Microsoft’s version of BASIC was not a compiled language like the Dartmouth version. It was an interpreted language. It converted each line of the program into machine code on the fly every time you ran it.
Microsoft was not the only variant of Dartmouth BASIC. Each computer company had to adapt BASIC to function on their own systems. So, if you coded a BASIC program on a TRS-80, it would ONLY run on a TRS-80.
Kemeny and Kurtz weren’t happy with the variants and founded a company (True BASIC) to preserve the original version and to be the same no matter what computer it ran on. With the number of new computers coming to the market, the company could not keep up.
In the mid-1980s, the language’s influence had peaked, and soon Pascal was becoming the default language to teach programming to beginners. Coding your own programs was also becoming unnecessary, with software applications already created that did what you wanted like spreadsheets and databases. Microsoft saw what was happening with BASIC and moved from languages to software applications.
In 1984, Apple shipped the first Macintosh computer, without BASIC. In 1990, Windows 3.0 also had no BASIC bundled. Visual BASIC was introduced for professional developers (becoming Visual Basic .NET). While Windows 3.0 didn’t have BASIC anymore, it did have an MS-DOS version called GW-Basic, later becoming QBasic. With Windows ME in 2000, it was the last operating system with QBasic. At that point, QBasic only let you write MS-DOS programs, and no one wanted to anymore. (McCracken)
While Dartmouth BASIC was created to run on machines at Dartmouth, each version after that was a variant to run on a specific computer. Because of that, the platform list is vast, and each computer that came out from the 1974 MTS Altair 8800 to the 1990’s Window’s machines had its own version. It was on computers, video game consoles, calculators, cell phones, and computer chips.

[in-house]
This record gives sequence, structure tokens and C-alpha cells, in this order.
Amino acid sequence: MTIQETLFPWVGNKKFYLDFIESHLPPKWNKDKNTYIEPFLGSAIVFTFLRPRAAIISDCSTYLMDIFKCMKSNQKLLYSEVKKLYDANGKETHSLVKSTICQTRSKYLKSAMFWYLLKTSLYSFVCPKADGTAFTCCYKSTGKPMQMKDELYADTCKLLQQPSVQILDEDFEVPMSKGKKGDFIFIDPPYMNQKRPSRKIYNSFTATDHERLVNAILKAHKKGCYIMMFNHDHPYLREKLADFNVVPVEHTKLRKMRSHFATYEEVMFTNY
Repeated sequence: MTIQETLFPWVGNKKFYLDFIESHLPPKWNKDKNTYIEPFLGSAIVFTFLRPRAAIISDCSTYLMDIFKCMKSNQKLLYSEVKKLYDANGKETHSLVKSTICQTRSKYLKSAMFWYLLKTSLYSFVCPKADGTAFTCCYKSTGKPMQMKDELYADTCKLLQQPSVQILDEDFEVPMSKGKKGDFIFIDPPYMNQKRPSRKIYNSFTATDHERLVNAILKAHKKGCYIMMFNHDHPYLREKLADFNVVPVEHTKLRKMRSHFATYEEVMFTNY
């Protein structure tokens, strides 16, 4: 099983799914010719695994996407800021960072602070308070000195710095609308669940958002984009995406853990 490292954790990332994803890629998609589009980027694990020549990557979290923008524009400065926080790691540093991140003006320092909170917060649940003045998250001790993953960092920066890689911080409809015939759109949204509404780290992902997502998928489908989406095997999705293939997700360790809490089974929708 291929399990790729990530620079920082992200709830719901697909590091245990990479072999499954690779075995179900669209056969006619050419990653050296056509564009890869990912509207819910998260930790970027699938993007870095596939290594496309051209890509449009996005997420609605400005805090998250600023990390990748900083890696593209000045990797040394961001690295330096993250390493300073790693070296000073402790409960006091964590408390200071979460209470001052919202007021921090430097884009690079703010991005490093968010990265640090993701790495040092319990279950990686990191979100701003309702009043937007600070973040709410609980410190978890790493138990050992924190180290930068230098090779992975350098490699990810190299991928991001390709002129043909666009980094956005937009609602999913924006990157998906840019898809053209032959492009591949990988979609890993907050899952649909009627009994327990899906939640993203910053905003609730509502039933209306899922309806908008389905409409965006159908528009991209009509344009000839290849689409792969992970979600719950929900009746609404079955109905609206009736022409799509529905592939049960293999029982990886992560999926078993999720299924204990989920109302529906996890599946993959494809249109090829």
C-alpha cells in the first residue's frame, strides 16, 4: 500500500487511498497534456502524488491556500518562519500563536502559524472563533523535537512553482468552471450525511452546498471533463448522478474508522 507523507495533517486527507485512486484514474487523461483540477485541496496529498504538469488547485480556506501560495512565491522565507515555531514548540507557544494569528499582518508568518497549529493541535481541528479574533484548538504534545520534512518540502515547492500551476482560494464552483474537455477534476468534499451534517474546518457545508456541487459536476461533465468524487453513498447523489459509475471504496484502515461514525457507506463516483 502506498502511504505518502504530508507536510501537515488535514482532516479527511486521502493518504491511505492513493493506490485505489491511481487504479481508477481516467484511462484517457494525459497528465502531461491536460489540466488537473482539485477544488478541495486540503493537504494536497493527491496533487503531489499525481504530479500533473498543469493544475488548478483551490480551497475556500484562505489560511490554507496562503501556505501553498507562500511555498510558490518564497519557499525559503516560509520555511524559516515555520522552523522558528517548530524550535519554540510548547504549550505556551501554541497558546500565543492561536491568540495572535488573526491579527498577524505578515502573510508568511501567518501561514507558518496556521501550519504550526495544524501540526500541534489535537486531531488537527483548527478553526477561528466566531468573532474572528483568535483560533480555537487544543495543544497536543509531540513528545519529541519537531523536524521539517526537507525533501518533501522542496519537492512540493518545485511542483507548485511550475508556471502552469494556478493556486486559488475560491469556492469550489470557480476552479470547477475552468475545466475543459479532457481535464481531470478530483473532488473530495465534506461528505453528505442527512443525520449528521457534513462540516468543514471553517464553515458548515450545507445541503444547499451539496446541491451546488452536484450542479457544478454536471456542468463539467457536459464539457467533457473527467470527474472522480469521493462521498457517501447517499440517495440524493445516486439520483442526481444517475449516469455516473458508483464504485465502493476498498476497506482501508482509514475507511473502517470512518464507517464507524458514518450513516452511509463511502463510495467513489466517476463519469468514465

Some BASIC variants were: Altair BASIC, Amiga BASIC, Apple BASIC, Atari BASIC, Casio BASIC, CellularBASIC, Color BASIC, Commodore BASIC, Famicom BASIC, Microsoft BASIC, SEGA BASIC, Sony BASIC, TRS-80 Level 1 BASIC, TRS-80 Level 2 BASIC, True BASIC, VBScript, Visual Basic, Visual Basic .NET, etc. (Wikipedia)
Benefits and Downsides
A computer scientist said (of BASIC): “It is practically impossible to teach good programming to students that have had a prior exposure to BASIC: as potential programmers they are mentally mutilated beyond hope of regeneration.” He wasn’t a fan of FORTRAN, PL/1, or COBOL either. (Dijkstra)
The characteristics that gave BASIC a lousy reputation are also the same ones that made it so easy to learn. GO TO, a command that lets you jump to anywhere in your program, made it easy to have the program navigate to different sections of your application. But it could also result in messy “spaghetti code.”
BASIC was also great because you could type in what you wanted and get an instant result. If it didn’t work, just retype the line that’s broken. If you used the same line number, the new version overwrote the old; debugging made easy. However, this same flexibility also made it a poor language for “real” programming.
BASIC made you organize your code with line numbers, but that feature was later removed. Line numbering helped emphasize the sequential nature of computer programs and helped students learn how computers ran them.
Despite opponents, many programmers who started out on BASIC went on to have thriving careers.
BASIC CODE EXAMPLE
20 LET S = 0
30 FOR N = 1 TO 100
40 LET S = S + N
50 NEXT N
60 PRINT S
While Dartmouth BASIC, Microsoft BASIC, and their offshoots are gone, Visual Basic kind of lives on. In fact, as of August 2020, it is the 6th most popular language. However, Microsoft no longer supports it and has revamped the language on the .NET framework. It isn’t based on BASIC anymore.
As of this month, TIOBE is now tracking Small Basic (from Microsoft), a BASIC variant. It debuts at number 102.
It turns out we can’t just get rid of BASIC either. Many of the modern applications we rely on still use it. For example, macros in Excel are a form of BASIC.
While BASIC was an excellent language to learn to code, there are newer languages that are also easy to learn and are still being updated and being used by developers. In addition, complex algorithms when it comes to artificial intelligence and languages that fit the job are being utilized.